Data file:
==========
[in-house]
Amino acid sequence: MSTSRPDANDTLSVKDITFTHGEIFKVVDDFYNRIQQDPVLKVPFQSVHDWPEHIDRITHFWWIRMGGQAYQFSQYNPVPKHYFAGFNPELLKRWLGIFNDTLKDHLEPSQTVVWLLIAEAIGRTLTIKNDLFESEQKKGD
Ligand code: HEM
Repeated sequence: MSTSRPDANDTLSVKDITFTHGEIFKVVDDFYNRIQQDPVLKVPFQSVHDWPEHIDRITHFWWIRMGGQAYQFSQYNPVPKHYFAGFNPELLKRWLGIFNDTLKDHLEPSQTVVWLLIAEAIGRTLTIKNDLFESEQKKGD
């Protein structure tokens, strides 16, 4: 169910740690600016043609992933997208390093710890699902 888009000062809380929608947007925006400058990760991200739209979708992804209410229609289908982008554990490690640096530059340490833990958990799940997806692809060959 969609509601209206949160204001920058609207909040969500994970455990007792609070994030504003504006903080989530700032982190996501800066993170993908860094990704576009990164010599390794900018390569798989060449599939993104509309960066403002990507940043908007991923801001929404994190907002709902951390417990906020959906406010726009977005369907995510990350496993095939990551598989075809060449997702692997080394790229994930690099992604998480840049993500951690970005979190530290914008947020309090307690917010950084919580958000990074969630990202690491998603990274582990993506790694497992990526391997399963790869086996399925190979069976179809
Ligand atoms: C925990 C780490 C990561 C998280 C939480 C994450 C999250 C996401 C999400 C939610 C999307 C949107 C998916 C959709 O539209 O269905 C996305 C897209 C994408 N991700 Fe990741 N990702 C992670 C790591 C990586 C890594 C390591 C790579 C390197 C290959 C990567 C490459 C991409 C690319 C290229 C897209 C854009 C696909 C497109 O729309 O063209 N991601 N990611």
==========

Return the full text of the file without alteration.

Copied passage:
[in-house]
Amino acid sequence: MSTSRPDANDTLSVKDITFTHGEIFKVVDDFYNRIQQDPVLKVPFQSVHDWPEHIDRITHFWWIRMGGQAYQFSQYNPVPKHYFAGFNPELLKRWLGIFNDTLKDHLEPSQTVVWLLIAEAIGRTLTIKNDLFESEQKKGD
Ligand code: HEM
Repeated sequence: MSTSRPDANDTLSVKDITFTHGEIFKVVDDFYNRIQQDPVLKVPFQSVHDWPEHIDRITHFWWIRMGGQAYQFSQYNPVPKHYFAGFNPELLKRWLGIFNDTLKDHLEPSQTVVWLLIAEAIGRTLTIKNDLFESEQKKGD
């Protein structure tokens, strides 16, 4: 169910740690600016043609992933997208390093710890699902 888009000062809380929608947007925006400058990760991200739209979708992804209410229609289908982008554990490690640096530059340490833990958990799940997806692809060959 969609509601209206949160204001920058609207909040969500994970455990007792609070994030504003504006903080989530700032982190996501800066993170993908860094990704576009990164010599390794900018390569798989060449599939993104509309960066403002990507940043908007991923801001929404994190907002709902951390417990906020959906406010726009977005369907995510990350496993095939990551598989075809060449997702692997080394790229994930690099992604998480840049993500951690970005979190530290914008947020309090307690917010950084919580958000990074969630990202690491998603990274582990993506790694497992990526391997399963790869086996399925190979069976179809
Ligand atoms: C925990 C780490 C990561 C998280 C939480 C994450 C999250 C996401 C999400 C939610 C999307 C949107 C998916 C959709 O539209 O269905 C996305 C897209 C994408 N991700 Fe990741 N990702 C992670 C790591 C990586 C890594 C390591 C790579 C390197 C290959 C990567 C490459 C991409 C690319 C290229 C897209 C854009 C696909 C497109 O729309 O063209 N991601 N990611």